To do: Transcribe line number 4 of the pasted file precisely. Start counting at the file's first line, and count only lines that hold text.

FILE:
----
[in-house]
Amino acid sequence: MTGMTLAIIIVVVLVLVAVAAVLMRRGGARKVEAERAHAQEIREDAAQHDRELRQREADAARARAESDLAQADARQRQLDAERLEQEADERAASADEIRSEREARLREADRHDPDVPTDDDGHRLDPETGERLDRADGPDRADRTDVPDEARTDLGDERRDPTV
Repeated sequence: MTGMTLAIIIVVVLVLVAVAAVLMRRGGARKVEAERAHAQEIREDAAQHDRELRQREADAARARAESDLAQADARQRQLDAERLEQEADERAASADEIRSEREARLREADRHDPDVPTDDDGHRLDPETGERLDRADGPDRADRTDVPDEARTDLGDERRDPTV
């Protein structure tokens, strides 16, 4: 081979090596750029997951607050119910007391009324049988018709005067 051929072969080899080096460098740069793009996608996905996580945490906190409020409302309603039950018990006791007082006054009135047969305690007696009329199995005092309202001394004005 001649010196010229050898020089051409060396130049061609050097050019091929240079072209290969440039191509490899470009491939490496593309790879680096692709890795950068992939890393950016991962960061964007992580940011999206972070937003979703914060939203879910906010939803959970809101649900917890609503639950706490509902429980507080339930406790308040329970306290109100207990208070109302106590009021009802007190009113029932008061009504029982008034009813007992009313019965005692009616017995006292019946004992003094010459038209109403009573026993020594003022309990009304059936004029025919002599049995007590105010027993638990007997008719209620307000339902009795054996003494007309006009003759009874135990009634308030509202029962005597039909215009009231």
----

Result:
């Protein structure tokens, strides 16, 4: 081979090596750029997951607050119910007391009324049988018709005067 051929072969080899080096460098740069793009996608996905996580945490906190409020409302309603039950018990006791007082006054009135047969305690007696009329199995005092309202001394004005 001649010196010229050898020089051409060396130049061609050097050019091929240079072209290969440039191509490899470009491939490496593309790879680096692709890795950068992939890393950016991962960061964007992580940011999206972070937003979703914060939203879910906010939803959970809101649900917890609503639950706490509902429980507080339930406790308040329970306290109100207990208070109302106590009021009802007190009113029932008061009504029982008034009813007992009313019965005692009616017995006292019946004992003094010459038209109403009573026993020594003022309990009304059936004029025919002599049995007590105010027993638990007997008719209620307000339902009795054996003494007309006009003759009874135990009634308030509202029962005597039909215009009231």